Medium-term response of lowland river reaches to changes in upland land use.
The afforestation of upland areas in the UK has been the largest rural land use
change this century. As a consequence of afforestation the bed load yields of
upland catchments have been shown to increase substantially. The upland
catchment bed load is transported downstream, through the transfer zone to the
lowland reaches where it may enter storage in barforms, cause flow diversion
and cause channel instability. This study investigates the Afon Trannon, a river
in mid-Wales whose upland catchment was afforested between 1948 and 1978
and whose lowland channel is currently unstable. Historical rates of channel
change in the lowland channel have been quantified using aerial photogrammetry
in ERDAS Imagine GIS. Channel instability is shown to increase significantly
between 1963 and 1976, some 15 years after upland catchment afforestation.
However, upland catchment bed load yields are shown to be of low magnitude
(up to an estimated maximum of6.35 t km-2 yr") and incapable of producing the
high medium-term lowland channel change rates observed (up to 1.88 m yr"
between 1963 and 1976). Contemporary channel DTMs constructed from field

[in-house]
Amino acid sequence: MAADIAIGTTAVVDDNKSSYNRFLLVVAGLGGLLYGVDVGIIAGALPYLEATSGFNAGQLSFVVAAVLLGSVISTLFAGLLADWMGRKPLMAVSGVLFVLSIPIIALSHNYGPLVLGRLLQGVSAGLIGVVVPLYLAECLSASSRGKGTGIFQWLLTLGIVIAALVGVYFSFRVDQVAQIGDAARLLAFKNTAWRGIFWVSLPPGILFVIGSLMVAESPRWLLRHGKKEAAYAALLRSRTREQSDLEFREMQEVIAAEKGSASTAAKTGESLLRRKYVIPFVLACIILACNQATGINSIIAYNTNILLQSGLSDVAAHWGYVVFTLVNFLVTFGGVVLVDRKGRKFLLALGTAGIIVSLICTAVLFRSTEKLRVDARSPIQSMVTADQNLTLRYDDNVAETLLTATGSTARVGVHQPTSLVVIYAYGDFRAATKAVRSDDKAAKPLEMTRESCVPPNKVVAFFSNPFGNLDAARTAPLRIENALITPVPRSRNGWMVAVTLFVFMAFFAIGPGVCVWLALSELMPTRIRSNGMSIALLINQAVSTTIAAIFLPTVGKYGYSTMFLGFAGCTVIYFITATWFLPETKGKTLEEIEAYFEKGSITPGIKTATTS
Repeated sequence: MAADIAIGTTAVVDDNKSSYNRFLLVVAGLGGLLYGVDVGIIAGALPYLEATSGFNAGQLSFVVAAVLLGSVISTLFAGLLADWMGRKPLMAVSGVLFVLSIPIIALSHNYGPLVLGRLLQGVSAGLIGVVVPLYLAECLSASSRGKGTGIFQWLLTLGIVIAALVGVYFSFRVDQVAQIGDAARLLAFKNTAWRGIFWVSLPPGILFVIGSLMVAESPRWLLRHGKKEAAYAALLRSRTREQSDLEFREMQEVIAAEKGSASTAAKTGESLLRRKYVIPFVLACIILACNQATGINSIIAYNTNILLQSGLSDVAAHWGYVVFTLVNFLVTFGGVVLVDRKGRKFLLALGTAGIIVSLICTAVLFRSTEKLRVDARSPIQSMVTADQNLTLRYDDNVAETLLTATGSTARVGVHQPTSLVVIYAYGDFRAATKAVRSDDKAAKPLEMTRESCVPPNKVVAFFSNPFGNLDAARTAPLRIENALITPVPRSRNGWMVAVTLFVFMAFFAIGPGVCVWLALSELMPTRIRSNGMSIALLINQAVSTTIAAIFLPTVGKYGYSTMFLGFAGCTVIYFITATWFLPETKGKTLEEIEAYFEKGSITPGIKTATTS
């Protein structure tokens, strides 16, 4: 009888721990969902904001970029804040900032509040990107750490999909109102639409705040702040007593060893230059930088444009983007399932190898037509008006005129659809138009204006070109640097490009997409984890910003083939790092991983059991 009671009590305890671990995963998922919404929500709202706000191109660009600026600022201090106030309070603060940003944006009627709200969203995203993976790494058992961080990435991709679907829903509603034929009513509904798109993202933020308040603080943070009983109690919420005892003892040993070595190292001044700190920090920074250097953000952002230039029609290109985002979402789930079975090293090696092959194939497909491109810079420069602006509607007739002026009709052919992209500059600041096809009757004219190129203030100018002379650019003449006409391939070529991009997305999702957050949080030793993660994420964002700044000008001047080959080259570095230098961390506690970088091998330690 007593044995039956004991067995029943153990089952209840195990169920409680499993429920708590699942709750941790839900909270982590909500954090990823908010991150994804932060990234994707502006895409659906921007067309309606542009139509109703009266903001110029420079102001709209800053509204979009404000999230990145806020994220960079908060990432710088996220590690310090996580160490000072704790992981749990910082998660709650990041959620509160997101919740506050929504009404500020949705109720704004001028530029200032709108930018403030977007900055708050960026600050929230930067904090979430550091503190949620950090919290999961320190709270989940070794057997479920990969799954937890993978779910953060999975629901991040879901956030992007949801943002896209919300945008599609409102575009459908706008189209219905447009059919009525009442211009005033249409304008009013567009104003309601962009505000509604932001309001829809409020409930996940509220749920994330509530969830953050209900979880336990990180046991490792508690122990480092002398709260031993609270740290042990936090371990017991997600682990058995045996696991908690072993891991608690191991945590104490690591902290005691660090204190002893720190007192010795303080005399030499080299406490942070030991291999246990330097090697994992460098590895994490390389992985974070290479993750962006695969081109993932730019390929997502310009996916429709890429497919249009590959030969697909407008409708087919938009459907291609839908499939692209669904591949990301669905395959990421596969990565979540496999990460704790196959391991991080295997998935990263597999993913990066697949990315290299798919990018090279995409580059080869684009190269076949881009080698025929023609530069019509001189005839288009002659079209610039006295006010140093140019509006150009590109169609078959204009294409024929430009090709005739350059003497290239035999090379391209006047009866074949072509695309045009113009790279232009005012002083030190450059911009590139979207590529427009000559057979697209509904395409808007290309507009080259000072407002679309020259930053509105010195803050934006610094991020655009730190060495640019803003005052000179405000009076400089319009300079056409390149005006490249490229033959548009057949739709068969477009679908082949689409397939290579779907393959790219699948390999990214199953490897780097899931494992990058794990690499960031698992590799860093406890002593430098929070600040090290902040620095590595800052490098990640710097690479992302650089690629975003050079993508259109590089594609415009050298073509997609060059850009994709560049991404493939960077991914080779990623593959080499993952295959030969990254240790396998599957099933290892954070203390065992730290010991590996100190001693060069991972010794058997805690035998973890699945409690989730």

survey data have allowed the construction of a contemporary lowland channel
sediment budget. Local inputs of bed load from composite bank erosion are
shown to dominate in the budget and reaches of maximum instability are shown
to correspond with the location of these composite banks. Additionally. flood
magnitude and frequency are shown to have increased since 1988 from a
maximum stage of 1.50 m between 1969 and 1988 to a maximum stage of2.23
m between 1989 and 2000. A conceptual model is presented in which the
medium-term instability of the lowland Afon Trannon is suggested to be
triggered by local lowland bed aggradation as a result of elevated upland
catchment bed load yields and a risk assessment diagram provides advice to river
engineers and fluvial geomorphologists interested in assessing the potential
stability of lowland rivers whose upland catchments have been afforested.